Music reviews: Fifty Shades of Grey soundtrack, Transfixiation, Ne-Yo

PUBLISHED : Saturday, 07 March, 2015, 8:30pm
UPDATED : Saturday, 07 March, 2015, 8:30pm

Various artists
Fifty Shades of Grey Original Motion Picture Soundtrack
Universal Studios

As Fifty Shades fever spreads across the world, no doubt spurring absurd movie tie-ins to adorn your S&M dungeon, it’s the soundtrack’s turn to get pulses racing.

When you have only one thing on your mind, who do you turn to? Beyoncé, of course. Here, the sultry songstress gives us steamy remixes of two previous hits. While Michael Diamond adds a dark and dirty house beat to Haunted, making it totally, ummm, different to its pulsating original, Crazy in Love is reduced to an ultra-sexy crawl; Beyoncé can barely pant out the words through all the heavy breathing and swelling strings.

The rest of the soundtrack aims for the more sensual side of erotic playtime, but Sia (Salted Wound), Laura Welsh (Undiscovered) and Jesse Ware (Meet Me in the Middle) struggle to get the heart even remotely pounding.

Pop goddess Annie Lennox takes on I Put a Spell on You , but despite her admirable howling, it can’t compare to the bewitching Nina Simone version. However you take your pleasure and pain, this soundtrack offers very little kink to spice up your life.

 

A Place to Bury Strangers
Transfixiation
Dead Oceans

Renowned for their dynamic and brutal ear-bleeding live shows, the Brooklyn post-punk noisemakers return after a three-year break with a fourth shoegazing release that travels the same chaos-harnessing path as 2012's Worship.

The 11 tracks on Transfixiation may be more focused and, upon first listen, less expansive than their earlier material, but it doesn't mean APTBS have any new desire to turn down the volume. On the searing doom epic Deeper, squalling guitars mix with scorching feedback to create a frenzied drone that is sure to realign the internal body organs of anyone brave enough to crank it up.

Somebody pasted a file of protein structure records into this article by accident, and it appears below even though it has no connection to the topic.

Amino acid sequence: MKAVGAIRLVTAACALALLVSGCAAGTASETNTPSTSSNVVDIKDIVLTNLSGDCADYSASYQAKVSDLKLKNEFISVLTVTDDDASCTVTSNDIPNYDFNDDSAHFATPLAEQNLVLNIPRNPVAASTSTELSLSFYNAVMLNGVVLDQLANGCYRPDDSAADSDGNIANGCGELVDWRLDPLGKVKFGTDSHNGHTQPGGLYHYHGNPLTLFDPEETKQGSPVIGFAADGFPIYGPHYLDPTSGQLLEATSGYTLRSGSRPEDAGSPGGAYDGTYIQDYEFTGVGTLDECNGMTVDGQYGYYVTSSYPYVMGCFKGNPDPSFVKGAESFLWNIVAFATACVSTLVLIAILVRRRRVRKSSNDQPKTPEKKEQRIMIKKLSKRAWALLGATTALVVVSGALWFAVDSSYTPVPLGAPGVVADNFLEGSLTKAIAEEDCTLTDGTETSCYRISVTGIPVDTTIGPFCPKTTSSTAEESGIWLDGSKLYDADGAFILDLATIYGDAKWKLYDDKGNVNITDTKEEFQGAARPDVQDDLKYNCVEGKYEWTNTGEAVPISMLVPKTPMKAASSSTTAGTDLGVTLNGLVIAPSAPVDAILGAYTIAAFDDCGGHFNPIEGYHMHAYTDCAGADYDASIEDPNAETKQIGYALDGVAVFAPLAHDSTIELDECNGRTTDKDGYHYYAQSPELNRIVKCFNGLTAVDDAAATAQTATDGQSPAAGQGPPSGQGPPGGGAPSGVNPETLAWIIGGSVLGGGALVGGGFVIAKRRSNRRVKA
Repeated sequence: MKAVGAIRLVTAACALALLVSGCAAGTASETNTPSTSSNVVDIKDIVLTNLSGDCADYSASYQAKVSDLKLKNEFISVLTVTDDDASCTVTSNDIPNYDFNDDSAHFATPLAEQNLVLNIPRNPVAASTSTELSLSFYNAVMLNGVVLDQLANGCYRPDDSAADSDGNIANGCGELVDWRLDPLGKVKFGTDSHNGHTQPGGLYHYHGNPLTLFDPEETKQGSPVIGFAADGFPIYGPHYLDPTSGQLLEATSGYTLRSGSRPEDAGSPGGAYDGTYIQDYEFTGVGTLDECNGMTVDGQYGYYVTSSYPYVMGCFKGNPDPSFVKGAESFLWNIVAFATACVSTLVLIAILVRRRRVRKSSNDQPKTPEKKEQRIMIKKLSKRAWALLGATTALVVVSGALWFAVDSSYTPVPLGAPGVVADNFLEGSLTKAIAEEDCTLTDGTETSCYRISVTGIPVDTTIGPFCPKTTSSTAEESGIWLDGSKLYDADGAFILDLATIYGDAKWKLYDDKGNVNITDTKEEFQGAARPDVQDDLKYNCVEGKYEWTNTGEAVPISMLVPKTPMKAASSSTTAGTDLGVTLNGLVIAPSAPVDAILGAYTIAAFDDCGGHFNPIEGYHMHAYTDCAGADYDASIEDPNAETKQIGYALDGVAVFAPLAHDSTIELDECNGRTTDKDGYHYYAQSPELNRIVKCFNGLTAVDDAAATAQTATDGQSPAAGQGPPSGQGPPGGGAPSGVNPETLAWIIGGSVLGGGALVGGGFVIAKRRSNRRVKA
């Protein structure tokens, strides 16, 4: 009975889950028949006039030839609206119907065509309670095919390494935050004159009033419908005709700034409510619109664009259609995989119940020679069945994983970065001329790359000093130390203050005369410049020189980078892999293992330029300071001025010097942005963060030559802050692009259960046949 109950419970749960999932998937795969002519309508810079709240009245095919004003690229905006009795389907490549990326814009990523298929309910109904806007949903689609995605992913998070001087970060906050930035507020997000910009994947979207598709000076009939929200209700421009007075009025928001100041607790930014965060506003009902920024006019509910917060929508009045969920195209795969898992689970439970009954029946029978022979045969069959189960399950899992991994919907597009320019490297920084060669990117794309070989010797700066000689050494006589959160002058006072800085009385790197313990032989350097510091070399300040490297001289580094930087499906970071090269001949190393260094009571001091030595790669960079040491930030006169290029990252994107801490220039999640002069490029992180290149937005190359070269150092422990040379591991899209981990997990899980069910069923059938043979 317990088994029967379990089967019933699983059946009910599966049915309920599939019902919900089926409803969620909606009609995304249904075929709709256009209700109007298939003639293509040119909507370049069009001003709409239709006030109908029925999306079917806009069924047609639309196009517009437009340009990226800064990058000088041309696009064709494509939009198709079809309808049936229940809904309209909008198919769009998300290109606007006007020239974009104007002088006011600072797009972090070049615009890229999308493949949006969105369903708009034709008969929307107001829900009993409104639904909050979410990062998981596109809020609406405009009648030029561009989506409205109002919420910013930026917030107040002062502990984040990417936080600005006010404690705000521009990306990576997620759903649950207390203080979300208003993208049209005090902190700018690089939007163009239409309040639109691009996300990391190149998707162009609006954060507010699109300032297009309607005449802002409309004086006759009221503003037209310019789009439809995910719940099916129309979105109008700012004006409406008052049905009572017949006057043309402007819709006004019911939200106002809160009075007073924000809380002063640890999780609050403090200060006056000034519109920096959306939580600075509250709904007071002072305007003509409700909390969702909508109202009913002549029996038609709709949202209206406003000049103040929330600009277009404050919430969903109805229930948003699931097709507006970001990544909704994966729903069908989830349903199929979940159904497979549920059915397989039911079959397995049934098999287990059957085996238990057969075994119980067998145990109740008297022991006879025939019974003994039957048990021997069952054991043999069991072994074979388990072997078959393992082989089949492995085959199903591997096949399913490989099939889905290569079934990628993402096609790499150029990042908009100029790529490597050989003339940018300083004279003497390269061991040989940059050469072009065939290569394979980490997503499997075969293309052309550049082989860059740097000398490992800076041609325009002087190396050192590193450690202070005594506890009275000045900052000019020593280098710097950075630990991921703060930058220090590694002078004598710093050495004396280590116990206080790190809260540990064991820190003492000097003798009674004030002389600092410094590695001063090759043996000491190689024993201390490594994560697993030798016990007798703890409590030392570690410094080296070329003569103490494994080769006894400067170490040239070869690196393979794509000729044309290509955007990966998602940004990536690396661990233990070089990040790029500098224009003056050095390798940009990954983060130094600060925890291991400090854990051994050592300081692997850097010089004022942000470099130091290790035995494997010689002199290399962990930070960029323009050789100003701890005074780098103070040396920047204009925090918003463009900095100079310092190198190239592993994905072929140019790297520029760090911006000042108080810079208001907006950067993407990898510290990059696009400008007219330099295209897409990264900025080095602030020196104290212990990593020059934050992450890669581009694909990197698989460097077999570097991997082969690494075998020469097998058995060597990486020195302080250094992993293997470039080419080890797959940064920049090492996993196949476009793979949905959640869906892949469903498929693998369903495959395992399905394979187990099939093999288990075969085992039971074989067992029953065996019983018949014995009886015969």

Welcoming new drummer Robi Gonzalez, frontman and effects pedal maestro Oliver Ackermann's usual shrill of white noise gives equal footing to the concrete-pounding rhythm section on Supermaster, and the opening line, "I'm like a child, showing anger/ What have I become", sets the ominous tone from the outset. If a battering of relentless energy is what you're after, then you can't go wrong with APTBS, but if you're expecting more than a racket of brooding distortion, you've come to the wrong party.

 

Ne-Yo
Non-Fiction
Motown Records

Despite being chock-full of smooth and infectious R&B hits, Ne-Yo's 2010 album Libra Scale was widely derided for its preposterous concept: a tale of three dustmen who attain superpowers, fame and fortune, but at the cost of never being able to fall in love. It was received with the scorn it deserved.

Unshaken, the hitmaker returns to the pop fray with Non-Fiction, his sixth studio album. And once again, the album has a back story. Every song is inspired by a true story. They are mainly about love and sexual conquests, of course, because, well, you don't get many R&B tunes about losing the car after a big night down at the pub. Some of these tales are Ne-Yo's, and some are supplied by his fans, who he reached out to via social media.

The single Money Can't Buy with Young Jeezy was released a full eight months before the album. So whether Ne-Yo is banging on about threesomes ( Story Time) or not letting poverty get in the way of a good party ( Time of Our Lives with Pitbull), all this bragging would sound ridiculous if sung with any less of a voice than Ne-Yo's dulcet tones.